In the audition room, there may be one or several casting directors. Sometimes you will be given the script or “sides” a few days or weeks beforehand, or sometimes you’ll get it on the spot! If you are reading on the spot, it’s good to practice these types of “cold reads” before your audition. Find a friend, and test yourself reading lines or monologues. See what your natural reading tendencies and acting choices are.

When you walk into the room, be very polite and be yourself. Sometimes the casting directors will want to chat and have a conversation with you, but other times they just want to focus on the audition. Try not to distract them. In a TV audition, it will most likely be filmed. Sometimes they will send it to another casting office in LA or New York, so you must be as comfortable as possible auditioning with a big camera or several cameras right in front of your face!

If you would like to practice reading lines, work on your monologues, or learn more about how to audition for a TV show, I would love to start working with you today! Contact me through TakeLessons!

LizTLiz T. teaches online singing, acting, and music lessons. She is a graduate of the Berklee College of Music with a B.M in Vocal performance and currently performs/teaches all styles of music including Musical Theater, Classical, Jazz, Rock, Pop, R&B, and Country. Learn more about Liz here!



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14 replies
  1. shania
    shania says:

    Hi, my name is Shania Haynes I always saw myself on tv in my head I have Acted in theater but not on tv I love Acting i am very dramatic, funny, and nice i see actoract on tv and i want to be like them one day.

  2. Victoria Mumbi
    Victoria Mumbi says:

    I am Victoria Mumbi a young girl in Kenya with an acting dream but am still in High School and am not yet an adult. My mother says that l should finish first high school but still l act at home alone and take some vedio with my phone. Right now l don’t have any support most especially my father but l still follow my acting dream. In 2017 l was able to be in a film which is RAFIKI but l wasn’t an actress l was playing as a camera person and director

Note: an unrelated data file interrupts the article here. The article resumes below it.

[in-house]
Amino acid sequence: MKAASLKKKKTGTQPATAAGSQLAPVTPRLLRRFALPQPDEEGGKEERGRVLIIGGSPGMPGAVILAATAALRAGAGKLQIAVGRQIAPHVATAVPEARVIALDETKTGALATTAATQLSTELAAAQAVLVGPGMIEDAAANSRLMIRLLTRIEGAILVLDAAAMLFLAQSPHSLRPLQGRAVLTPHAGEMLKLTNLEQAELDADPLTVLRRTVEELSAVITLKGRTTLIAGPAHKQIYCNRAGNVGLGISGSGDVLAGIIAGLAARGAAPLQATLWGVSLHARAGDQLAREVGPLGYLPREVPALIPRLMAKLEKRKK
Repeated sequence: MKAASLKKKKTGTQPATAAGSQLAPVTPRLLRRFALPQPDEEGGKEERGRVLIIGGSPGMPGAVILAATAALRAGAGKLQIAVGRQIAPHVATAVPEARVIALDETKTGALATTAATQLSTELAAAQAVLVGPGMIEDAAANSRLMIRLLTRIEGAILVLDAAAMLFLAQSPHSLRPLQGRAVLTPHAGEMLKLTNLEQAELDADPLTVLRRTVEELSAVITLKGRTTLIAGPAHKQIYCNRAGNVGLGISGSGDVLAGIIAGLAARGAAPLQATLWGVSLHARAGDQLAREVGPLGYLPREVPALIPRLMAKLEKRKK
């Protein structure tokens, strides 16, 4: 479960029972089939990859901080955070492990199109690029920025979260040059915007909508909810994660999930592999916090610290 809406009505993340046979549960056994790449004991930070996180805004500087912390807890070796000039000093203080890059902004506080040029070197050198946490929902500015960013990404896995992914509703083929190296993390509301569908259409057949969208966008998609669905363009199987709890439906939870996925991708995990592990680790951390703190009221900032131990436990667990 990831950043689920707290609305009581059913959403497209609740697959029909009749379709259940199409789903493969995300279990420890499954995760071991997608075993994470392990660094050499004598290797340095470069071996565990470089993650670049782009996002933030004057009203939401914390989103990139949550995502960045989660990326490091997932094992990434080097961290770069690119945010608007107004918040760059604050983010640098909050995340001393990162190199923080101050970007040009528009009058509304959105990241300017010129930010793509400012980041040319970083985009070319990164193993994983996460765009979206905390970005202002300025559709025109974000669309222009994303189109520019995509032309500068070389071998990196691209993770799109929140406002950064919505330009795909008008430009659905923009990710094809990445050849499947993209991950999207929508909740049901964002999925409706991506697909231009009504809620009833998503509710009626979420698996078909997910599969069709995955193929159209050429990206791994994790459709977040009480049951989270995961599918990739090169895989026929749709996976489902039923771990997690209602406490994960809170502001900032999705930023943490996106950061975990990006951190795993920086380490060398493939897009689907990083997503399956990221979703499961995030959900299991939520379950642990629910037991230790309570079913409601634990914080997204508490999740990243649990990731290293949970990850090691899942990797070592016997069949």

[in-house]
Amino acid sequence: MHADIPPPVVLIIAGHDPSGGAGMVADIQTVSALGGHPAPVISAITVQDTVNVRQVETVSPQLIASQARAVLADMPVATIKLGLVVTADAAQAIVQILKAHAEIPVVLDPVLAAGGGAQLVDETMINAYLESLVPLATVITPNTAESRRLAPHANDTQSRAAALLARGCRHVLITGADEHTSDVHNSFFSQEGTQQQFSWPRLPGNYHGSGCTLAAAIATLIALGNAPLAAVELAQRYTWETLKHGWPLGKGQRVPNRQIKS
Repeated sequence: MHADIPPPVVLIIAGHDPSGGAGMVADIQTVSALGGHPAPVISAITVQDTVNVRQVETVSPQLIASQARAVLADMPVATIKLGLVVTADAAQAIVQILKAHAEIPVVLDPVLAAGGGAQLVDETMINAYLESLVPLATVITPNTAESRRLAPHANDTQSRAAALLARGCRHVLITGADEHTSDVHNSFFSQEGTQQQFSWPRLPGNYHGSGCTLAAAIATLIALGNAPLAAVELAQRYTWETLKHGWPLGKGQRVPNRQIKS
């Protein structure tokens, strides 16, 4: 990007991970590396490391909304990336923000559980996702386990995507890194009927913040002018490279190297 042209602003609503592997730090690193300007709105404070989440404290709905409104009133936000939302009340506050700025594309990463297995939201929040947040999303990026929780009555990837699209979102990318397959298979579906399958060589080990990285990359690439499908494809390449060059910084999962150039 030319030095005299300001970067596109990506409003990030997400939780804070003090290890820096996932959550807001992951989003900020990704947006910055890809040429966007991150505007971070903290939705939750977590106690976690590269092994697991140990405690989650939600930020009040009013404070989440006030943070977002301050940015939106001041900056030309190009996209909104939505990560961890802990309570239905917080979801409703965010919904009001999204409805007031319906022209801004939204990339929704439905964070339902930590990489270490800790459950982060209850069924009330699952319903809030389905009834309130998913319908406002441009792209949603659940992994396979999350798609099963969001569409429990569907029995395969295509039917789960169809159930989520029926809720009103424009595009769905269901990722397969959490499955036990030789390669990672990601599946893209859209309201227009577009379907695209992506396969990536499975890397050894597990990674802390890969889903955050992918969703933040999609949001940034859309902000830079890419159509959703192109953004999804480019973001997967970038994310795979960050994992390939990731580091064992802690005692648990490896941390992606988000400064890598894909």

and all l wanted is to act but l wasn’t chosen in that department. Acting started when l was 6 but l didn’t realize till when l was 11. So what should l do leave it or still continue with it despite of some
    serious circumstances that are good to mention. So please advice me.

  3. Sammantha
    Sammantha says:

    I always wanted to become famous but it never happens every time I call Disney Channel they always say i will get back with you but they never did get back to me so this my chance to become famous!!!!!!!!!!!!!!

  4. Becky
    Becky says:

    I love has been my dream BT HV got no assistance… I really want to b in the movie industry because i know am a good actress

  5. Zandile
    Zandile says:

    I’m an actress and I love being out there showing people what I’m capable of…. People around me always find me funny and some will tell how good I am on acting.. All I’m asking is just one chance to prove myself… Please thank you

  6. Manuela Lubrano
    Manuela Lubrano says:

    All my life I wanted to be a movies star , I had applied and paied for auditions I never got a phone calls , how and what can I do to be on movie

  7. Rethabile
    Rethabile says:

    I am a 19 year old who like to impress herself on t.v. or I see myself as an impressive person…So being on t.v. I loved so much since I was 8 years old so even now I still dream of that one day I will be one of the people on t.v.

  8. Sneha maileshwat
    Sneha maileshwat says:

    I want to act. It’s my dream to be an actress please help me in fulfilling my dream. I love acting it is my life without acting I can’t live